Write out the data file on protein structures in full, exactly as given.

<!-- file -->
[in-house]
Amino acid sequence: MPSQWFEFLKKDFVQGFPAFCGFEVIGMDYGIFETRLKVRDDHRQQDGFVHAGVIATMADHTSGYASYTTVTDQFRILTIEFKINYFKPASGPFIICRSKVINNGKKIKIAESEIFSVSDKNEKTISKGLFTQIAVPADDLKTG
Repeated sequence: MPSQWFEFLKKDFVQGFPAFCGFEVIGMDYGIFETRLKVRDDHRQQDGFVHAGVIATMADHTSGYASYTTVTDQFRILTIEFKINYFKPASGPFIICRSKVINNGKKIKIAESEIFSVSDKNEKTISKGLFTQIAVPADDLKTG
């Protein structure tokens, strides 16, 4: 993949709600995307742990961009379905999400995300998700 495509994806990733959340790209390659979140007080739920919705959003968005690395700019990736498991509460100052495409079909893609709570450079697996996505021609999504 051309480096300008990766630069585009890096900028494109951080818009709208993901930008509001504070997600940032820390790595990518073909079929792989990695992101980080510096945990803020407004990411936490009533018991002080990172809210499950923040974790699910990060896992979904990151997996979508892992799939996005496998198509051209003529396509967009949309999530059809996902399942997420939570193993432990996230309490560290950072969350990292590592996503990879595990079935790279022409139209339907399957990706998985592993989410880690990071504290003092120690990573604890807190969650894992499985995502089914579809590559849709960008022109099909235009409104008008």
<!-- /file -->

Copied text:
[in-house]
Amino acid sequence: MPSQWFEFLKKDFVQGFPAFCGFEVIGMDYGIFETRLKVRDDHRQQDGFVHAGVIATMADHTSGYASYTTVTDQFRILTIEFKINYFKPASGPFIICRSKVINNGKKIKIAESEIFSVSDKNEKTISKGLFTQIAVPADDLKTG
Repeated sequence: MPSQWFEFLKKDFVQGFPAFCGFEVIGMDYGIFETRLKVRDDHRQQDGFVHAGVIATMADHTSGYASYTTVTDQFRILTIEFKINYFKPASGPFIICRSKVINNGKKIKIAESEIFSVSDKNEKTISKGLFTQIAVPADDLKTG
């Protein structure tokens, strides 16, 4: 993949709600995307742990961009379905999400995300998700 495509994806990733959340790209390659979140007080739920919705959003968005690395700019990736498991509460100052495409079909893609709570450079697996996505021609999504 051309480096300008990766630069585009890096900028494109951080818009709208993901930008509001504070997600940032820390790595990518073909079929792989990695992101980080510096945990803020407004990411936490009533018991002080990172809210499950923040974790699910990060896992979904990151997996979508892992799939996005496998198509051209003529396509967009949309999530059809996902399942997420939570193993432990996230309490560290950072969350990292590592996503990879595990079935790279022409139209339907399957990706998985592993989410880690990071504290003092120690990573604890807190969650894992499985995502089914579809590559849709960008022109099909235009409104008008």